SNYC chairman and part-time law student Ziggy Adam said: “I think the retirement age should be 55 years old given that the money is already being invested as capital and generating great profit (I presume). I don’t contribute voluntary pension because I cannot readily assess the long-term benefit and weigh it against short-term stability.”

Twenty-one-year old Shafira Charlette from SACOS said: “55 years old maybe? I’m not sure. People are just not living for a long time anymore.”

Well known singer and young entrepreneur Chicco Martino, said: “At 50 years old, I will be too tired to work and at 60, I will definitely be too old to enjoy my pension.”
Twenty-five-year-old fisherman Ravy Gonzalves said: “I’ve never heard about voluntary pension, or else I would also contribute.”

Christian Lesperance, 25 years old, said: “People should be able to retire at 60 years old when they’re still able to pursue other activities such as travelling. I contribute voluntarily because I see it as an investment for when I reach my 60s.”

Student and part-time radio presenter Henrico Ernesta, said: “I pay my pension but not voluntarily. I heard that it’s wise to contribute voluntarily as it will benefit you later in life. I feel that the way it is paid (automatic deduction) is a good approach; I would probably be inconsistent with paying when life gets too busy.”

Youth Action Movement (Yam) chairman and Queen’s Young Leader 2016 Damien Mougal said: “I honestly don’t know how pension works. This is the general feel of young people my age – we haven’t been taught about this at school. I feel there is a general lack of knowledge for young people until we actually are employed.”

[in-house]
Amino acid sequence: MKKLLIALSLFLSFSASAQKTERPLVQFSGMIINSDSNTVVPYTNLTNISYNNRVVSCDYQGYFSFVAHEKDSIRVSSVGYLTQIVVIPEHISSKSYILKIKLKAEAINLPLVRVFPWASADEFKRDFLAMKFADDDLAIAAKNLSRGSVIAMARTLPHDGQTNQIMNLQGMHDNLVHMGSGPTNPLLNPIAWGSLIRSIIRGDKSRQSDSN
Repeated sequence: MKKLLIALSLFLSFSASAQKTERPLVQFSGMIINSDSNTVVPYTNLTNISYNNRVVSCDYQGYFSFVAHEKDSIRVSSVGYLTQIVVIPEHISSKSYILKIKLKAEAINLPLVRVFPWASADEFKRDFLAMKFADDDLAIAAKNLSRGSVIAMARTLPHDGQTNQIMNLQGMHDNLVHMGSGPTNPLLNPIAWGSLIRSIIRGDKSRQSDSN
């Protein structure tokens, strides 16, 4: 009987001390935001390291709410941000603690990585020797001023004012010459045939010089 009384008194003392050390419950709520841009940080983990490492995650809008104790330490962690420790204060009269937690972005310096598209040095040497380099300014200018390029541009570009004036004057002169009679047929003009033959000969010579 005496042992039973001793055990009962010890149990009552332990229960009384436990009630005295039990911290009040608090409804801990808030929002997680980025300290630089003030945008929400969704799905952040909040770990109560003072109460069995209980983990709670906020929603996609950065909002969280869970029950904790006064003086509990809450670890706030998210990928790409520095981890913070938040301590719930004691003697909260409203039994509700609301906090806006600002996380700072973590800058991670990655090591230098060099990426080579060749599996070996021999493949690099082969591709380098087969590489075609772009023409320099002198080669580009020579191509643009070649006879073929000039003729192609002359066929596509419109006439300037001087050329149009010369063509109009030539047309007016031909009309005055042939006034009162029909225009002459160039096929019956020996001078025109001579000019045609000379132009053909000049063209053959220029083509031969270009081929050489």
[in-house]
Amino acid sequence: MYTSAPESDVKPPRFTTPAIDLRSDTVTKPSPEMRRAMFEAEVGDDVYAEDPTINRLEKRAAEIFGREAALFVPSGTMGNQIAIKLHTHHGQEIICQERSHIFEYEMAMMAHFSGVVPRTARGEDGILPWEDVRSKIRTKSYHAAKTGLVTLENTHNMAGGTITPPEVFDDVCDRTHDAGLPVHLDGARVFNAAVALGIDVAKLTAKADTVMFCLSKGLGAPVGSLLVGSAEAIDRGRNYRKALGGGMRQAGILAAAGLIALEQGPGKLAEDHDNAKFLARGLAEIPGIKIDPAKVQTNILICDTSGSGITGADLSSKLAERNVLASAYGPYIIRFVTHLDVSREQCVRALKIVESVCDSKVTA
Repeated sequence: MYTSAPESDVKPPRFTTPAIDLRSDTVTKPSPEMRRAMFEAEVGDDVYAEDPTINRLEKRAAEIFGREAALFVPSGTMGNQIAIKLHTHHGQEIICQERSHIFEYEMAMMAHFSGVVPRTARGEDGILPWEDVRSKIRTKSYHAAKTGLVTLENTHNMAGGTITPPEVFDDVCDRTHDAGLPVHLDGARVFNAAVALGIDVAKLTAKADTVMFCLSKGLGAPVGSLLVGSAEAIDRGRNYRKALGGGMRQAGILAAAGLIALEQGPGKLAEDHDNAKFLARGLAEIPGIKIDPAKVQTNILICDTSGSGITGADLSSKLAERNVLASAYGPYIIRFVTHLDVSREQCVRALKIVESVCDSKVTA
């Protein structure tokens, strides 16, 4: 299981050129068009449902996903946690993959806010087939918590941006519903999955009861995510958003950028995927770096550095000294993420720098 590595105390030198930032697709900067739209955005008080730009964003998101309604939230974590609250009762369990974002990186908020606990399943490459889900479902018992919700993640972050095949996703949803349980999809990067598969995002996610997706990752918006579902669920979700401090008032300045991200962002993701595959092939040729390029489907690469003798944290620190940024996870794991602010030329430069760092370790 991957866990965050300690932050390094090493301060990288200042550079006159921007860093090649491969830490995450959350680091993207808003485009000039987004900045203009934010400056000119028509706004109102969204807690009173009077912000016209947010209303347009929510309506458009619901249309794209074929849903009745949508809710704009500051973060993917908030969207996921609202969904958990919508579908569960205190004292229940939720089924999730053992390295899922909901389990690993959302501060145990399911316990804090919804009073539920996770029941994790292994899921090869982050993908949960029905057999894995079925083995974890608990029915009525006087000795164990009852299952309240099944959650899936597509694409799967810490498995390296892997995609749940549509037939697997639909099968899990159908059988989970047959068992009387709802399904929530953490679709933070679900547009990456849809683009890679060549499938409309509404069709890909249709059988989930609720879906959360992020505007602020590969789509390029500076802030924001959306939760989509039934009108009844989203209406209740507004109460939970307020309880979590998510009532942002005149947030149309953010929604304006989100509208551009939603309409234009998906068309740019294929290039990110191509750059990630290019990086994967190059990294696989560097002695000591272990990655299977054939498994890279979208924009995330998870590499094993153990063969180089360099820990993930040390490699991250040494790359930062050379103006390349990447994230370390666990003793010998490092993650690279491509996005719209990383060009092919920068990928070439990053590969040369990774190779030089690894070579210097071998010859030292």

An anonymous 27-year-old student said: “I think things are changing and I’m convinced there is an argument to be made about why the education system is failing us. It is not catering for this generation or the way in which people want to contribute to society. From wanting to have a job on the factory line to contributing to a greater cause than production. We are in a post-tertiary era. Has the new generation realised that school produces obedient, punctual cogs in a machine and have decided it’s not for them? Is that why they question everything? Pension is crucial, they should never get rid of it but in the way in which it links with work I think the model will live for a decade at most.”
How relevant will an institution like the SPF be in 30 years’ time for a 30-year-old today? Here is what the youth want to see in the SPF:
– The pension age should be lower (alternatively, young people want to be compensated accordingly for the current pension age i.e. higher returns);
– Better and more flexible employment schemes to encourage people to pay voluntary pension;
– Education at school level (presence of SPF at job fairs, career talks);
– Retirement preparation upon nearing the age of retirement (HR in organisations to have talks).

“The SPF should be an institution that gives out loans to its clients. Contributors of a certain age who have contributed, say for 10 years, should be able to qualify for such loans,” young parliamentarian Neddy Zoe-Jean said.

Seychelles Nation